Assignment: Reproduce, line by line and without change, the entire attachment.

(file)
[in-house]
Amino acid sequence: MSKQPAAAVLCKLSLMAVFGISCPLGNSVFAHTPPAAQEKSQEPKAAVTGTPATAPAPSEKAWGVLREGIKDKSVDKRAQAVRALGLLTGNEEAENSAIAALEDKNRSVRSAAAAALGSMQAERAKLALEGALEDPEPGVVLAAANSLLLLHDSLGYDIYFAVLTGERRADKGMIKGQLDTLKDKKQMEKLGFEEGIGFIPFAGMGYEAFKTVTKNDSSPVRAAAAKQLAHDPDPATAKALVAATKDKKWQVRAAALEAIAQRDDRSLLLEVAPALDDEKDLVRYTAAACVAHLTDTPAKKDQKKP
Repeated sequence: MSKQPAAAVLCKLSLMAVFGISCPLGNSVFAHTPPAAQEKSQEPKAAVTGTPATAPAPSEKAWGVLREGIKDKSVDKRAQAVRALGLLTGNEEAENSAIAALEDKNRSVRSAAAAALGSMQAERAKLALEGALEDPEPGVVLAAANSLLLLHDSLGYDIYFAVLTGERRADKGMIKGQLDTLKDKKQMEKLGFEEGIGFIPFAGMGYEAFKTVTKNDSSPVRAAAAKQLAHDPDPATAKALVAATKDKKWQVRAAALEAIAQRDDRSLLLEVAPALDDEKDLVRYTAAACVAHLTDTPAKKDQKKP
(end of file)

[in-house]
Amino acid sequence: MSKQPAAAVLCKLSLMAVFGISCPLGNSVFAHTPPAAQEKSQEPKAAVTGTPATAPAPSEKAWGVLREGIKDKSVDKRAQAVRALGLLTGNEEAENSAIAALEDKNRSVRSAAAAALGSMQAERAKLALEGALEDPEPGVVLAAANSLLLLHDSLGYDIYFAVLTGERRADKGMIKGQLDTLKDKKQMEKLGFEEGIGFIPFAGMGYEAFKTVTKNDSSPVRAAAAKQLAHDPDPATAKALVAATKDKKWQVRAAALEAIAQRDDRSLLLEVAPALDDEKDLVRYTAAACVAHLTDTPAKKDQKKP
Repeated sequence: MSKQPAAAVLCKLSLMAVFGISCPLGNSVFAHTPPAAQEKSQEPKAAVTGTPATAPAPSEKAWGVLREGIKDKSVDKRAQAVRALGLLTGNEEAENSAIAALEDKNRSVRSAAAAALGSMQAERAKLALEGALEDPEPGVVLAAANSLLLLHDSLGYDIYFAVLTGERRADKGMIKGQLDTLKDKKQMEKLGFEEGIGFIPFAGMGYEAFKTVTKNDSSPVRAAAAKQLAHDPDPATAKALVAATKDKKWQVRAAALEAIAQRDDRSLLLEVAPALDDEKDLVRYTAAACVAHLTDTPAKKDQKKP